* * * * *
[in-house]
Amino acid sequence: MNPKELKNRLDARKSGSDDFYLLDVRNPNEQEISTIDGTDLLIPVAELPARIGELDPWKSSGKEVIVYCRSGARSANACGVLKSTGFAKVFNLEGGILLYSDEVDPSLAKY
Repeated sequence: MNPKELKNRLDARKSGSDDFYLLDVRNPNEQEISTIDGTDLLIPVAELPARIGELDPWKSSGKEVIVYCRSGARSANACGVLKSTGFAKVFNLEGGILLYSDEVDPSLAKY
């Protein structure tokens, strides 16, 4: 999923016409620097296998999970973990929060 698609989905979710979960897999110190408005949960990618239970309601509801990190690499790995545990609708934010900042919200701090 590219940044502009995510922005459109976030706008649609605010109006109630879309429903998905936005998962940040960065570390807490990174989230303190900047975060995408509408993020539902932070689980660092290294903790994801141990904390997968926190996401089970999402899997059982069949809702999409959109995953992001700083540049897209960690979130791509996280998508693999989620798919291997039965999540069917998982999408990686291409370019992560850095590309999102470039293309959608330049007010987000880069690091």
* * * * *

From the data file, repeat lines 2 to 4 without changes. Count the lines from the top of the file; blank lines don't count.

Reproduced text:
Amino acid sequence: MNPKELKNRLDARKSGSDDFYLLDVRNPNEQEISTIDGTDLLIPVAELPARIGELDPWKSSGKEVIVYCRSGARSANACGVLKSTGFAKVFNLEGGILLYSDEVDPSLAKY
Repeated sequence: MNPKELKNRLDARKSGSDDFYLLDVRNPNEQEISTIDGTDLLIPVAELPARIGELDPWKSSGKEVIVYCRSGARSANACGVLKSTGFAKVFNLEGGILLYSDEVDPSLAKY
């Protein structure tokens, strides 16, 4: 999923016409620097296998999970973990929060 698609989905979710979960897999110190408005949960990618239970309601509801990190690499790995545990609708934010900042919200701090 590219940044502009995510922005459109976030706008649609605010109006109630879309429903998905936005998962940040960065570390807490990174989230303190900047975060995408509408993020539902932070689980660092290294903790994801141990904390997968926190996401089970999402899997059982069949809702999409959109995953992001700083540049897209960690979130791509996280998508693999989620798919291997039965999540069917998982999408990686291409370019992560850095590309999102470039293309959608330049007010987000880069690091």